Published: February 19, 2019
LANCASTER, OHIO – The Decorative Arts Center of Ohio is hosting its first exhibition of the season – “Lilly’s World: Decorative Arts and the Art of Lilly Martin Spencer, 1840-1900,” will be on view through April 28. In “Lilly’s World” the scenes depicted in Spencer’s paintings and prints come to life through recreations with decorative art pieces made mainly in the artist’s home state of Ohio. Visitors will feel as though they are part of Lilly’s world, and the exhibition provides extraordinary look into daily life in the Nineteenth Century.
“I’m really excited about this approach in which we will recreate Spencer’s artwork with decorative art objects from the period,” said exhibition curator Becky Odom, who is a history curator for Ohio History Connection. “It will give visitors an opportunity to immerse themselves in her genre paintings to truly understand and appreciate the power of her works.”
Lilly Martin Spencer (born Angelique Marie Martin, 1822-1902), who was one of the most popular female genre painters in America and Europe during the Nineteenth Century, was born in England and immigrated with her family to New York City at the age of eight and then to Marietta, Ohio, three years later. She trained in Cincinnati, then a burgeoning art town, and eventually moved to New York City with her husband and had 13 children, 7 of whom lived to maturity.
Decorative Arts Center of Ohio executive director Elizabeth Brown said, “Lilly Martin Spencer was a unique voice in her time. Although we can certainly appreciate her work without it, the decorative art items of the time complement the artwork and create a truly immersive experience for our patrons that they won’t soon forget.”
A rarity in the Nineteenth Century, Spencer was the main breadwinner in her family. Her unique perspective helped her see the world through a different lens and that translated to her art work.
“Although Spencer’s portraits and still life paintings were popular, her humorous and poignant domestic scenes were truly unique,” said Odom. “Spencer captured intimate scenes between parents and their children, feelings of despondency and inadequacy by a recently married couple and the everyday chaos of households with children.”
According to Odom, this exhibit is the first time that Spencer’s paintings and prints and these decorative art pieces will be exhibited publicly together.
Various pieces that Spencer would have used as models for her works, including a kitchen table made in Zoar Village, Ohio-made pottery, blankets, storage chests and toys, as well as many other historic pieces are used to enhance the experience. Odom noted that Spencer’s work was made more accessible to the public through inexpensive engraving reproductions during the Nineteenth Century and hopes the decorative arts component does the same for people viewing her work today.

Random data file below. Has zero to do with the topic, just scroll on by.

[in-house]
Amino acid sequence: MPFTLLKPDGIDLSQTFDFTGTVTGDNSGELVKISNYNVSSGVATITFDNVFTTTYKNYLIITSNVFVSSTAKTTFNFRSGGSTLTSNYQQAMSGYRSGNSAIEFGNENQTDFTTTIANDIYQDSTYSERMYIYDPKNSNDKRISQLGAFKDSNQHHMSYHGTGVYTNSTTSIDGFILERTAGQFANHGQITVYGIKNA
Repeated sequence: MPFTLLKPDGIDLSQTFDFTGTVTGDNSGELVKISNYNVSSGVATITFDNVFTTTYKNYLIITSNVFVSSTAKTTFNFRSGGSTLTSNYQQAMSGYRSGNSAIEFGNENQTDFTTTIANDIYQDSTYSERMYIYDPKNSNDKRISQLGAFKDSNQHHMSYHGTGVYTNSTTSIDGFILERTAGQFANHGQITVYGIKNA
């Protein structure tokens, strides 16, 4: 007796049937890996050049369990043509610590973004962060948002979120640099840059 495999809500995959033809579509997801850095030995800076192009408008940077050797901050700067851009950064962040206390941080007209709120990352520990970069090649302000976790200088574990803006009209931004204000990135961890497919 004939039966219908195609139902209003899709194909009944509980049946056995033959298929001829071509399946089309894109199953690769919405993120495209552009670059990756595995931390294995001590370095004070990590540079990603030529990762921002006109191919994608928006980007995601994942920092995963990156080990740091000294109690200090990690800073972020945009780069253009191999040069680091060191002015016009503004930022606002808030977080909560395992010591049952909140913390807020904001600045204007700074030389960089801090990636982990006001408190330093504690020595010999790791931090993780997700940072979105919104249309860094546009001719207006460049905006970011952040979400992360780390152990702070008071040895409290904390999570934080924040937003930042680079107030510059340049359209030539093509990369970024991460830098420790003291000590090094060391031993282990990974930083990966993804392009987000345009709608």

“This is the first time in decades – if ever – that all of the Spencer pieces owned by Ohio History Connection will be exhibited together in one place,” said Odom. “This exhibition not only celebrates Spencer’s artwork, but also uses her genre paintings to highlight the rich decorative arts history of Ohio. We feature interesting pieces, companies and histories related to the myriad of decorative arts items made or used in Ohio during Spencer’s career in the Nineteenth Century.”
In conjunction with “Lilly’s World,” the Ohio History Connection will open a series of “Spotlight” mini-installations in the Reese-Peters House parlors. This mini-installation will focus on Spencer and will come from the massive archives at Ohio History Connection. After six months, a new “Spotlight” will rotate in its place. The items in these mini-installations have been selected by curators and reflect the history of the Reese-Peters House and the families who have called the historic building home.
A series of programs and classes accompanies the exhibition. The Decorative Arts Center is housed in the Reese-Peters House, a Federal/Greek Revival masterpiece at 145 East Main Street in Lancaster’s Historic District. Admission is free. For information, 740-681-1423 or www.decartsohio.org.
All images of Lilly Martin Spencer’s artwork are courtesy of the Ohio History Connection. Installation photographs are by Martin Barker Design.
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